Regulators force rise in minimum payments on credit cards.

For years credit card companies lowered their required minimum monthly payment. In some cases the payment was not even enough to pay off the interest, which would mean the loan balance would rise every month even if you did not make any purchases.

Now the federal regulators have stepped in and are forcing the credit card companies to set monthly minimum payments as follows.

The payment must cover:

1. All of the interest due.
2. All extra charges due (such as late fees or “over-limit” fees).
3. At least 1% of the principle.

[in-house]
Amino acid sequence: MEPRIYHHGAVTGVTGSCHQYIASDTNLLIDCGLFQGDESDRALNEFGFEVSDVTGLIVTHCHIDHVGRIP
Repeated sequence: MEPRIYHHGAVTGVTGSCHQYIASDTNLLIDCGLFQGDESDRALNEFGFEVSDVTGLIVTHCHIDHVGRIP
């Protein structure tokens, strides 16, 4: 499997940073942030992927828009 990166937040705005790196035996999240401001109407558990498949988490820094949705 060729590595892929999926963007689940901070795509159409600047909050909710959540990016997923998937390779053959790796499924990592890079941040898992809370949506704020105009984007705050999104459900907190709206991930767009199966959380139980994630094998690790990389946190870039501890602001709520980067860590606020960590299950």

Even under this new system, you will take a very long time to pay off the line of credit you have accumulated. You might think that the 1% per month requirement would mean payoff in 100 months, but every time you make a payment the principle (and the required payment) goes down.

So if you have $1,000 outstanding and make no more charges on the card, you would pay $10 toward principle in first month, $9.90 in second month, $9.80 in third month and so on. It’s like chasing your tail.

The best thing to do is to pay MORE than the minimum every month – as much as you can afford. If you can, pay off the bill entirely every month.

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